Maverix will compete with other companies that operate in the royalty and stream market segment to acquire Royalties and Streams. Maverix will also compete with companies that provide financing to mining companies. Maverix also competes with other precious metals focused companies for capital and human resources. See “Description of the Business – Risk Factors – Competition”.
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Maverix expects to purchase or acquire Royalties or Streams as previously described above under “Description of the Business”.
As at the date of this AIF, Maverix has a total of nine employees. No management functions of Maverix are performed to any substantial degree by persons other than the directors and executive officers of the Company.
Maverix currently purchases or expects to purchase precious or other metals or receives or expects to receive payments under Royalties and Streams from mines or operations in the United States, Canada, Mexico, Australia, Burkina Faso, and Russia amongst other countries. Maverix may in the future purchase precious metals or receive payments under Royalties from mines or operations in other countries. Changes in legislation, regulations or governments in such countries are beyond Maverix’s control and could adversely affect the Company’s business. The effect of these factors cannot be predicted with any accuracy by Maverix or its management. See “Description of the Business – Risk Factors – International Interests” in this AIF.
Investors should carefully consider all of the information disclosed in this AIF prior to investing in the securities of Maverix. In addition to the other information presented in this AIF, the following risk factors should be given special consideration when evaluating an investment in such securities. These risk factors could materially affect Maverix’s future operating results and could cause actual events to differ materially from those described in forward-looking statements relating to Maverix. The risk factors described in this AIF are not the only risks that Maverix faces. Additional risks or uncertainties that Maverix does not have any knowledge of or are currently deemed as immaterial could also materially adversely affect Maverix.
Risks Relating to Maverix
Global Financial Conditions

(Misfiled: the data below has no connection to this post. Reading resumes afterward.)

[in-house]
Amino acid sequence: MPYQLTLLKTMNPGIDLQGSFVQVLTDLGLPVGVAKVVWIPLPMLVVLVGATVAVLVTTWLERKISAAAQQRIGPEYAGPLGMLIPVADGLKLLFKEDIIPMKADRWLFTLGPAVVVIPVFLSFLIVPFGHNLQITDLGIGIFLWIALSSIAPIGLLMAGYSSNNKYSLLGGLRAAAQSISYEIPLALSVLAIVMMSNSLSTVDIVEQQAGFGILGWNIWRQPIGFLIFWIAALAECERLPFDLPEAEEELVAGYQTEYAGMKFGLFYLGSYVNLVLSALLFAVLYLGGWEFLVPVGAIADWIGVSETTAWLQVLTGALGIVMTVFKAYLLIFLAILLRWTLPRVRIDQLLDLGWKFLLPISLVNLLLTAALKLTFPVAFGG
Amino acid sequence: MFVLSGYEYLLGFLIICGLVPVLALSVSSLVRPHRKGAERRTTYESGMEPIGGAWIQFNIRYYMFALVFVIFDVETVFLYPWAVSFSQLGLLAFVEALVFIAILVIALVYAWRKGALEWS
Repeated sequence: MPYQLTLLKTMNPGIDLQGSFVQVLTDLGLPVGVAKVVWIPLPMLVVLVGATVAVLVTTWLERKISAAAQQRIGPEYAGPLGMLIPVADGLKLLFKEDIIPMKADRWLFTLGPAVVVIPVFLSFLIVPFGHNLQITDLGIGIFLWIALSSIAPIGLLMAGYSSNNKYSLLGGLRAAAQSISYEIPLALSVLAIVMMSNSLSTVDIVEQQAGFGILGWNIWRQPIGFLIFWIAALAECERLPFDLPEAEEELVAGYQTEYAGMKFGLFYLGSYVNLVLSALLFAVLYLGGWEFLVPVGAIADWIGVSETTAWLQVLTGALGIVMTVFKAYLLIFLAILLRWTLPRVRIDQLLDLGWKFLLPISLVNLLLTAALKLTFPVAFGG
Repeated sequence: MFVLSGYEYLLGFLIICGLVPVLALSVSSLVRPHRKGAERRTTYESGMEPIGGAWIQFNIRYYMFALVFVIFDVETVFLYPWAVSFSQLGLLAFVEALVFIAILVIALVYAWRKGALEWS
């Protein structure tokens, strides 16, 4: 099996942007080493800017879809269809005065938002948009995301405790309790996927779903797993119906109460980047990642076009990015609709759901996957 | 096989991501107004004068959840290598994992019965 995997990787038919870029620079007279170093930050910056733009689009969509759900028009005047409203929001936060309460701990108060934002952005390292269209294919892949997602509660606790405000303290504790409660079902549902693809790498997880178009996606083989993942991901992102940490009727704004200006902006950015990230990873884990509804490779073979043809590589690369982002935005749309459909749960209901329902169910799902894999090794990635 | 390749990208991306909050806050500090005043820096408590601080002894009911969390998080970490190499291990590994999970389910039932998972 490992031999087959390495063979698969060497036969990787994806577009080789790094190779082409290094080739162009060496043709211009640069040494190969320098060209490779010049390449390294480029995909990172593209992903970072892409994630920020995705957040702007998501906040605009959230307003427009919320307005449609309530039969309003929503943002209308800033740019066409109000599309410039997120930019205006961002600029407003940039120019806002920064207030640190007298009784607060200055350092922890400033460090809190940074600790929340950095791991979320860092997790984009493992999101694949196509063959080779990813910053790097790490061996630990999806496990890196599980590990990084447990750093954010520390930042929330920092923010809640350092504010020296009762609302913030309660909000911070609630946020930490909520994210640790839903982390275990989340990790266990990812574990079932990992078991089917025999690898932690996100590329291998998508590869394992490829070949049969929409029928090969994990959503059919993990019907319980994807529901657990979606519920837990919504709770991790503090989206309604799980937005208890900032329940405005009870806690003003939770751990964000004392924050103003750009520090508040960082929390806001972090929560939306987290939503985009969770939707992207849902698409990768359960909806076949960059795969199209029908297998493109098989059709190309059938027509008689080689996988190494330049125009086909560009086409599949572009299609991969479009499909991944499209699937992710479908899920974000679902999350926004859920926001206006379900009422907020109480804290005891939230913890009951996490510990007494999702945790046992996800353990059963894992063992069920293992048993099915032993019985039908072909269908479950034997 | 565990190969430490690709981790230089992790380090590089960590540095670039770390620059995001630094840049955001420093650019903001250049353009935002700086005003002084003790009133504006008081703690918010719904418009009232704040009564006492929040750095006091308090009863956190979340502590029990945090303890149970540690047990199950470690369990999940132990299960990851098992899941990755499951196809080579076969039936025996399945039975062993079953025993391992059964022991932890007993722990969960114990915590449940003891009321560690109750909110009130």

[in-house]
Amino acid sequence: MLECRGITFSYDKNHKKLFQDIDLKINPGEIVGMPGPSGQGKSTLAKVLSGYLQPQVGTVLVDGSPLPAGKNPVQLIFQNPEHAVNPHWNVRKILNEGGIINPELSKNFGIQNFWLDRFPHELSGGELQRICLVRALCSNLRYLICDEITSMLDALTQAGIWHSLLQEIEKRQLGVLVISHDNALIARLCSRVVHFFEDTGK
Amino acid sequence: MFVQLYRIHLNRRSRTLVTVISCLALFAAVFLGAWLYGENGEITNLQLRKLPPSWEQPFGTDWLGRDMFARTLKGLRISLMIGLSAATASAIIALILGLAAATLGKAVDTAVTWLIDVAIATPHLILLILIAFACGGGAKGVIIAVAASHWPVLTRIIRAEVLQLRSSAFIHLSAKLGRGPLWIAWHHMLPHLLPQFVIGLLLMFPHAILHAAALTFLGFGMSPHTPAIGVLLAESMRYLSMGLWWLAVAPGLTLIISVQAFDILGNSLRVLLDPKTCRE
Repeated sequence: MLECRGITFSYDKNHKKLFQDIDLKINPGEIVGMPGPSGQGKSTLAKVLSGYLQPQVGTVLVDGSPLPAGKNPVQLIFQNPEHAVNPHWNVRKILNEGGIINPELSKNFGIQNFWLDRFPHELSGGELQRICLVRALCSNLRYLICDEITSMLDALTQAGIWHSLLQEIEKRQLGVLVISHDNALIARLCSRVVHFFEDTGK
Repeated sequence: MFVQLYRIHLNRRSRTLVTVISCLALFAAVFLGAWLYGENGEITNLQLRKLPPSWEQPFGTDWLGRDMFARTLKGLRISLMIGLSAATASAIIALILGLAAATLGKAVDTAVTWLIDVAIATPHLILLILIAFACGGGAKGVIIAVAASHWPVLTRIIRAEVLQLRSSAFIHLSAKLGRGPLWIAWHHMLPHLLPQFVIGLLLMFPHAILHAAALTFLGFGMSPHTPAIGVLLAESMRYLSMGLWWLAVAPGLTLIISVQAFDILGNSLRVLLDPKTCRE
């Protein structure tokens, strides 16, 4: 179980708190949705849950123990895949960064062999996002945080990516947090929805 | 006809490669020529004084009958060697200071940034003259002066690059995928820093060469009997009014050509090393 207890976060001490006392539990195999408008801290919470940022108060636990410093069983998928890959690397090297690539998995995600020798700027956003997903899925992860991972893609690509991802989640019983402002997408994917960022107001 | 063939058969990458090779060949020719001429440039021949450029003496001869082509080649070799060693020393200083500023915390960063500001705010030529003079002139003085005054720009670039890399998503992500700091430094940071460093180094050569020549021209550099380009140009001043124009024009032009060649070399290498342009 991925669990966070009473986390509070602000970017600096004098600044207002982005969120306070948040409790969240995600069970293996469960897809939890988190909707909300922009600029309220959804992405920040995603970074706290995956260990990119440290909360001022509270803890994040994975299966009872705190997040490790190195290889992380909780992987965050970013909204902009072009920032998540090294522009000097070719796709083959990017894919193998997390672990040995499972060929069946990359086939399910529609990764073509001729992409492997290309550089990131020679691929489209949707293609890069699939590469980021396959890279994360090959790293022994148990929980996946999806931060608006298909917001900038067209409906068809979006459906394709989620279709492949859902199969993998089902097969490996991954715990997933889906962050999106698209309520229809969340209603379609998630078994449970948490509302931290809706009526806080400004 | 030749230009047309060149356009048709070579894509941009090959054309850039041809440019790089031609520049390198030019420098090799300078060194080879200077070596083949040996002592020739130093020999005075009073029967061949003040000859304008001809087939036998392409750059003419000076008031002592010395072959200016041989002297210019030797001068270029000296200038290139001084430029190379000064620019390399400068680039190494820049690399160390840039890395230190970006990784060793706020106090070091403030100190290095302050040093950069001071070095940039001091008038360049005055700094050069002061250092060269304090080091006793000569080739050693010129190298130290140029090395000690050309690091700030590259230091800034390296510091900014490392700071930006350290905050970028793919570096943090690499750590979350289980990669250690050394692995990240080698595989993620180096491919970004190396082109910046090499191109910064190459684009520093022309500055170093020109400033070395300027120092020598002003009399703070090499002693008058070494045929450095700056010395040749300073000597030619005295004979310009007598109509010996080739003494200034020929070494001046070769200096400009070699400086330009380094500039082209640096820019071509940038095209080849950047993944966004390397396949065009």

Market events and conditions, including the disruptions in the international credit markets and other financial systems, along with falling currency prices expressed in United States dollars can result in commodity prices remaining volatile. These conditions can cause a loss of confidence in global credit markets resulting in the collapse of, and government intervention in, major banks, financial institutions and insurers and creating a climate of greater volatility, tighter regulations, less liquidity, widening credit spreads, less price transparency, increased credit losses and tighter credit conditions. Notwithstanding various actions by governments, concerns about the general condition of the capital markets, financial instruments, banks and investment banks, insurers and other financial institutions caused the broader credit markets to be volatile and interest rates to remain at historical lows. These events can be illustrative of the effect that events beyond the Company’s control may have on commodity prices, demand for metals, including gold, silver, copper, lead and zinc, availability of credit, investor confidence, and general financial market liquidity, all of which may adversely affect the Company’s business.
Global financial conditions can be volatile. Access to additional sources of capital, including conducting public financings, can be negatively impacted by disruptions in the international credit markets and the financial systems of other countries, as well as concerns over global growth rates. These factors could impact the ability of Maverix to obtain both debt and equity financing in the future and, if obtained, on terms favourable to Maverix. Increased levels of volatility and market turmoil can adversely impact the operations of Maverix and the value and the price of the Common Shares of the Company could be adversely affected.
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Public Health Crises, including the COVID-19 Pandemic may Significantly Impact Maverix